Step 2.a: The parent Storybook

The main composed Storybook is configured like a normal Storybook within the .storybook directory. The only addition is the refs.js file which is imported by main.js and contains the references to the child Storybooks. The contents of refs.js are:

export default {
  "astro_preact": {
    "title": "preact",
    "url": "http://localhost:6001",
  },
  "astro_react": {
    "title": "react",
    "url": "http://localhost:6002",
  },
  "astro_svelte": {
    "title": "svelte",
    "url": "http://localhost:6003",
  },
  "astro_vue": {
    "title": "vue",
    "url": "http://localhost:6004",
  },
}

Step 2.b: Waiting on one child Storybook

We’ll use wait-on, an NPM module which stops Node from continuing a process until a condition is met. In this case, wait-on is going to check for each localhost port to be open before continuing. (wait-on on npmjs)

This command:

npx wait-on http://localhost:6001

will wait until localhost:6001 is open and returns a 2xx response before continuing.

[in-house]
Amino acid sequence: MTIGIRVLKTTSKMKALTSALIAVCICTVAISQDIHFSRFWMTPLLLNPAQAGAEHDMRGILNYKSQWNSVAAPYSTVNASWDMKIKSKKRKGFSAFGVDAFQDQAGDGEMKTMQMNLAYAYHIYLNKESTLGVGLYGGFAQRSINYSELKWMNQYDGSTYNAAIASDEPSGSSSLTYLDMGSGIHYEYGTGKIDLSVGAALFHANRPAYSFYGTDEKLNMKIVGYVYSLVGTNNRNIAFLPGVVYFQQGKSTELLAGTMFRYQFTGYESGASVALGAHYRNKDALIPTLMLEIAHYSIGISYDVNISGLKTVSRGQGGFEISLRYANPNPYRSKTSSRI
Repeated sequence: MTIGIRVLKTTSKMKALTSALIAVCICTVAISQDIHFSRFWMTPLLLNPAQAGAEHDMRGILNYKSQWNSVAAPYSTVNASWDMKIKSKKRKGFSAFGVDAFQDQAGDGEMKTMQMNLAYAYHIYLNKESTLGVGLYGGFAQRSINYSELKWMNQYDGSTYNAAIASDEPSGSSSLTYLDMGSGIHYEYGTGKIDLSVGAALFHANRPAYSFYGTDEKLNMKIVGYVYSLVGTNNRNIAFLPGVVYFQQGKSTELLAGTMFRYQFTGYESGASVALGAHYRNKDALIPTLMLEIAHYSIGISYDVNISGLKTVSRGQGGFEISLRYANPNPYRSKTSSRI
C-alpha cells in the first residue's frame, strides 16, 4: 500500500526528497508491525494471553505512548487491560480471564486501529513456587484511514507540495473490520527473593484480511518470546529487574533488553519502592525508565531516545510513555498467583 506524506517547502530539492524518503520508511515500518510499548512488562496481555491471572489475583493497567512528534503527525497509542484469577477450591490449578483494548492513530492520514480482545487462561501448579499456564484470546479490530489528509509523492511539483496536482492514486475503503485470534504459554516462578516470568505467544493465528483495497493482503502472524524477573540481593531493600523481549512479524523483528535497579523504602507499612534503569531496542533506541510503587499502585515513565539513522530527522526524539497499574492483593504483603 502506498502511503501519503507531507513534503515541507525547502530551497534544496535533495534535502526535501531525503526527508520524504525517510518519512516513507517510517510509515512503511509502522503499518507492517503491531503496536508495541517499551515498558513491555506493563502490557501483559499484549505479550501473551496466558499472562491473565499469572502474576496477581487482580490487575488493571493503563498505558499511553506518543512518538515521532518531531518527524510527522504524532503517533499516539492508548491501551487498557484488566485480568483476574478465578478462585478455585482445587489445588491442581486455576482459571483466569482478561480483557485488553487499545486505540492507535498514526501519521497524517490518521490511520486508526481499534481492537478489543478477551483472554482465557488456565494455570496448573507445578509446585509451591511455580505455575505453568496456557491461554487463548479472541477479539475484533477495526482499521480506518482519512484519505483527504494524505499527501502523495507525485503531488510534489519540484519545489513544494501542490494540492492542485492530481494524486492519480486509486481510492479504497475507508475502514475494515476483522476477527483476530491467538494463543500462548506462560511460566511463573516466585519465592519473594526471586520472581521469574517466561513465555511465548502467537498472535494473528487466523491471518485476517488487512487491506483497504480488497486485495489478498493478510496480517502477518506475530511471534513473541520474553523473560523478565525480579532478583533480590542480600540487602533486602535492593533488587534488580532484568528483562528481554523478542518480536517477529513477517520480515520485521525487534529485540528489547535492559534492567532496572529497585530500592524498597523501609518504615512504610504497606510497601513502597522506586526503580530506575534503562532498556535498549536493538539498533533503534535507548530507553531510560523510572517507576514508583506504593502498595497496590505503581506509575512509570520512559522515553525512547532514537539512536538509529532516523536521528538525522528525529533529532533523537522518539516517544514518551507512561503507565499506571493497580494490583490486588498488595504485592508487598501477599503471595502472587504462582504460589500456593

Port 6001 is the Storybook for Preact.

Step 2.c: Waiting on all child Storybooks

We’ll be adding a double-ampersand in between each localhost check, which means wait-on will wait for each port sequentially. After all the wait-ons, we’ll start Storybook with npm run storybook.

The following NPM script will wait for all the child Storybooks to be open before continuing to open the parent Storybook.

"sbook-parent": "npx wait-on http://localhost:6001 && npx wait-on http://localhost:6002 && npx wait-on http://localhost:6003  && npx wait-on http://localhost:6004 && npm run storybook",

Step 3: Single command to run all Storybooks

Using concurrently again, we’ll run both the child and parent NPM scripts:

npx concurrently "npm run sbook-children" "npm run sbook-parent"

and the NPM script in package.json:

"sbook": "npx concurrently \"npm run sbook-children\" \"npm run sbook-parent\""

Step 4: Profit!

Happy coding folks!